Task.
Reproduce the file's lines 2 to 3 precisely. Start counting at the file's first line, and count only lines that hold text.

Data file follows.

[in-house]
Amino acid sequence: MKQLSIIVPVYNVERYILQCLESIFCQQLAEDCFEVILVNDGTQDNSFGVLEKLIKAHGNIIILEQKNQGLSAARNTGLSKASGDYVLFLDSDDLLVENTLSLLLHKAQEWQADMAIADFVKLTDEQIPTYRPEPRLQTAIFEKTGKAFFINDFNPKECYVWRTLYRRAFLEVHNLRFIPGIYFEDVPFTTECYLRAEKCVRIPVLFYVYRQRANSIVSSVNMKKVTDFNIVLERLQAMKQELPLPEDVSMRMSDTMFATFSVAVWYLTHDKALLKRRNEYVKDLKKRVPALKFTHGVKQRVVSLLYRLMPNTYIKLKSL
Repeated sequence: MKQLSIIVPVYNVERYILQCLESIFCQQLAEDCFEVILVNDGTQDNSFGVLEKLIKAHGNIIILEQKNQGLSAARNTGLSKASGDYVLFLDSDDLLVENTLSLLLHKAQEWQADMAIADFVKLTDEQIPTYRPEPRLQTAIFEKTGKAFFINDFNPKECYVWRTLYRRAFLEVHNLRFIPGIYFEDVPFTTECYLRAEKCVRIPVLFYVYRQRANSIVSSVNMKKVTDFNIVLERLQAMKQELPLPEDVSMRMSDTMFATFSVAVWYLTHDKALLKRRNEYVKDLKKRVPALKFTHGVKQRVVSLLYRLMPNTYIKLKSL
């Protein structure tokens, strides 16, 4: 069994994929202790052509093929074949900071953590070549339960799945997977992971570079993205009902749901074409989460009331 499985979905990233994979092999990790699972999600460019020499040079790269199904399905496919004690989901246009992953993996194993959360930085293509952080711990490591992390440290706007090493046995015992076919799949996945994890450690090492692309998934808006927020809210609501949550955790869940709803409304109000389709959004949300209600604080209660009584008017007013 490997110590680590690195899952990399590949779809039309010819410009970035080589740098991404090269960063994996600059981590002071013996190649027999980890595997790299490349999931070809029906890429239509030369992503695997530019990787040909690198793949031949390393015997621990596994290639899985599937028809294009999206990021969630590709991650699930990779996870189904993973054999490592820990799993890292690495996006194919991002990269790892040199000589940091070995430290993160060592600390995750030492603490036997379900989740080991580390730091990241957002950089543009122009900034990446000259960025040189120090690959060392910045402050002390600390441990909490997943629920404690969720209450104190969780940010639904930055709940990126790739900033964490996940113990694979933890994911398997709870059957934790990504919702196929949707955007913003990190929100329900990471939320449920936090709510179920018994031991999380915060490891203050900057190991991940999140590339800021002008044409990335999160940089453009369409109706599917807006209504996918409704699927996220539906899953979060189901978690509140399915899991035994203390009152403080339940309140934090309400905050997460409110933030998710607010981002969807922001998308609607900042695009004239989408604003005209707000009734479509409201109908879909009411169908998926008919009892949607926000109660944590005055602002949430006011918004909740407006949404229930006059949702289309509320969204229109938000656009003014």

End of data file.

Amino acid sequence: MKQLSIIVPVYNVERYILQCLESIFCQQLAEDCFEVILVNDGTQDNSFGVLEKLIKAHGNIIILEQKNQGLSAARNTGLSKASGDYVLFLDSDDLLVENTLSLLLHKAQEWQADMAIADFVKLTDEQIPTYRPEPRLQTAIFEKTGKAFFINDFNPKECYVWRTLYRRAFLEVHNLRFIPGIYFEDVPFTTECYLRAEKCVRIPVLFYVYRQRANSIVSSVNMKKVTDFNIVLERLQAMKQELPLPEDVSMRMSDTMFATFSVAVWYLTHDKALLKRRNEYVKDLKKRVPALKFTHGVKQRVVSLLYRLMPNTYIKLKSL
Repeated sequence: MKQLSIIVPVYNVERYILQCLESIFCQQLAEDCFEVILVNDGTQDNSFGVLEKLIKAHGNIIILEQKNQGLSAARNTGLSKASGDYVLFLDSDDLLVENTLSLLLHKAQEWQADMAIADFVKLTDEQIPTYRPEPRLQTAIFEKTGKAFFINDFNPKECYVWRTLYRRAFLEVHNLRFIPGIYFEDVPFTTECYLRAEKCVRIPVLFYVYRQRANSIVSSVNMKKVTDFNIVLERLQAMKQELPLPEDVSMRMSDTMFATFSVAVWYLTHDKALLKRRNEYVKDLKKRVPALKFTHGVKQRVVSLLYRLMPNTYIKLKSL